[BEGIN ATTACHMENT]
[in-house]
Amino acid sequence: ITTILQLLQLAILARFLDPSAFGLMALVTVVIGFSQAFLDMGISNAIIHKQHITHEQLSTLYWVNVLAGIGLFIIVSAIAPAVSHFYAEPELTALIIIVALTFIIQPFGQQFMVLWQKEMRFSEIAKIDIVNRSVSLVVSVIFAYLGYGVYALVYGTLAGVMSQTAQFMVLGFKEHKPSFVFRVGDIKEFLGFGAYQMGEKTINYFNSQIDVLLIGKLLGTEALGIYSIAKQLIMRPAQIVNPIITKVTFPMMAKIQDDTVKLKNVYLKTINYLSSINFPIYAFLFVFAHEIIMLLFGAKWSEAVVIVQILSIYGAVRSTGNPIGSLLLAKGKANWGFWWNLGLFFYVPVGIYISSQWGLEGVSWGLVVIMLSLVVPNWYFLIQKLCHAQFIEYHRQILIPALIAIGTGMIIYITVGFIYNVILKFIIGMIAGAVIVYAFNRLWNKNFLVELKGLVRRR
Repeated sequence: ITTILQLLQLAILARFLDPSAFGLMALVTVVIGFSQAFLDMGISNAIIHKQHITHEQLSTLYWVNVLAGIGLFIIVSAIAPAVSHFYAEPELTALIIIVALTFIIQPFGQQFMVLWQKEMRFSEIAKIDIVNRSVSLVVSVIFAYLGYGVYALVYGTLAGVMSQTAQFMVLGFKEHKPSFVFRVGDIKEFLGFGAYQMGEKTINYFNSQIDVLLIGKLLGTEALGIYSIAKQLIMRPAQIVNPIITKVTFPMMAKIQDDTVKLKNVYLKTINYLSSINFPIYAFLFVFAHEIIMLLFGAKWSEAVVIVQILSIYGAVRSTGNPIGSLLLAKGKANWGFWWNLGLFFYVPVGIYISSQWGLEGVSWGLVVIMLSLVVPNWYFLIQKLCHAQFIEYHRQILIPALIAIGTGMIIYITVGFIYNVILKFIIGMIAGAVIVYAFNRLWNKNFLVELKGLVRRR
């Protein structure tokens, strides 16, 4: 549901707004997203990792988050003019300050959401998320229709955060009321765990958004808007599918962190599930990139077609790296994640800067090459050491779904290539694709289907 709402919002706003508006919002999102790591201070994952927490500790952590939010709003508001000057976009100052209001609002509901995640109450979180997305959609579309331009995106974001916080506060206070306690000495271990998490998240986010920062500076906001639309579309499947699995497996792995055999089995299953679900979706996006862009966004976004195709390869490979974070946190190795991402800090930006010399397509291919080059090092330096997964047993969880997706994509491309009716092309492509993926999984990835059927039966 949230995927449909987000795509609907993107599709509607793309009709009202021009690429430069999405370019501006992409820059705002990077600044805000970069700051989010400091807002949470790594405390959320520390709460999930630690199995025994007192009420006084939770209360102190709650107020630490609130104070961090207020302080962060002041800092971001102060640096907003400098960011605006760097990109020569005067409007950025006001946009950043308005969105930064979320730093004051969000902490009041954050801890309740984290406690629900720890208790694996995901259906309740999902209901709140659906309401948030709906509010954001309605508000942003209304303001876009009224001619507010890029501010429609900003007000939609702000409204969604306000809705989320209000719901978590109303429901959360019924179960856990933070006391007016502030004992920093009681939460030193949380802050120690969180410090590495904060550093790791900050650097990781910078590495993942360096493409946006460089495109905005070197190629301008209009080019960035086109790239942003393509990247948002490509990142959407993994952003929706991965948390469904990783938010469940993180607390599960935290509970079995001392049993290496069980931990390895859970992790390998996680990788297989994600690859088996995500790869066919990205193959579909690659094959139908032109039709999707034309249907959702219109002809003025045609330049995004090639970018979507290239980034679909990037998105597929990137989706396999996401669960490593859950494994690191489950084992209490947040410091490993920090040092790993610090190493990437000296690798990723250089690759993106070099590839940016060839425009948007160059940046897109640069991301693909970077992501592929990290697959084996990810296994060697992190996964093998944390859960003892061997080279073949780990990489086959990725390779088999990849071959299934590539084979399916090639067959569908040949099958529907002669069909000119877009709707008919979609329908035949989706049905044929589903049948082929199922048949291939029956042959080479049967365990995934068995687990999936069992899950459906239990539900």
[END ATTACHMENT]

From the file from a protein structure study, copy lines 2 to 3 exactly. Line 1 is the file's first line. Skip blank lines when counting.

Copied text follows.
Amino acid sequence: ITTILQLLQLAILARFLDPSAFGLMALVTVVIGFSQAFLDMGISNAIIHKQHITHEQLSTLYWVNVLAGIGLFIIVSAIAPAVSHFYAEPELTALIIIVALTFIIQPFGQQFMVLWQKEMRFSEIAKIDIVNRSVSLVVSVIFAYLGYGVYALVYGTLAGVMSQTAQFMVLGFKEHKPSFVFRVGDIKEFLGFGAYQMGEKTINYFNSQIDVLLIGKLLGTEALGIYSIAKQLIMRPAQIVNPIITKVTFPMMAKIQDDTVKLKNVYLKTINYLSSINFPIYAFLFVFAHEIIMLLFGAKWSEAVVIVQILSIYGAVRSTGNPIGSLLLAKGKANWGFWWNLGLFFYVPVGIYISSQWGLEGVSWGLVVIMLSLVVPNWYFLIQKLCHAQFIEYHRQILIPALIAIGTGMIIYITVGFIYNVILKFIIGMIAGAVIVYAFNRLWNKNFLVELKGLVRRR
Repeated sequence: ITTILQLLQLAILARFLDPSAFGLMALVTVVIGFSQAFLDMGISNAIIHKQHITHEQLSTLYWVNVLAGIGLFIIVSAIAPAVSHFYAEPELTALIIIVALTFIIQPFGQQFMVLWQKEMRFSEIAKIDIVNRSVSLVVSVIFAYLGYGVYALVYGTLAGVMSQTAQFMVLGFKEHKPSFVFRVGDIKEFLGFGAYQMGEKTINYFNSQIDVLLIGKLLGTEALGIYSIAKQLIMRPAQIVNPIITKVTFPMMAKIQDDTVKLKNVYLKTINYLSSINFPIYAFLFVFAHEIIMLLFGAKWSEAVVIVQILSIYGAVRSTGNPIGSLLLAKGKANWGFWWNLGLFFYVPVGIYISSQWGLEGVSWGLVVIMLSLVVPNWYFLIQKLCHAQFIEYHRQILIPALIAIGTGMIIYITVGFIYNVILKFIIGMIAGAVIVYAFNRLWNKNFLVELKGLVRRR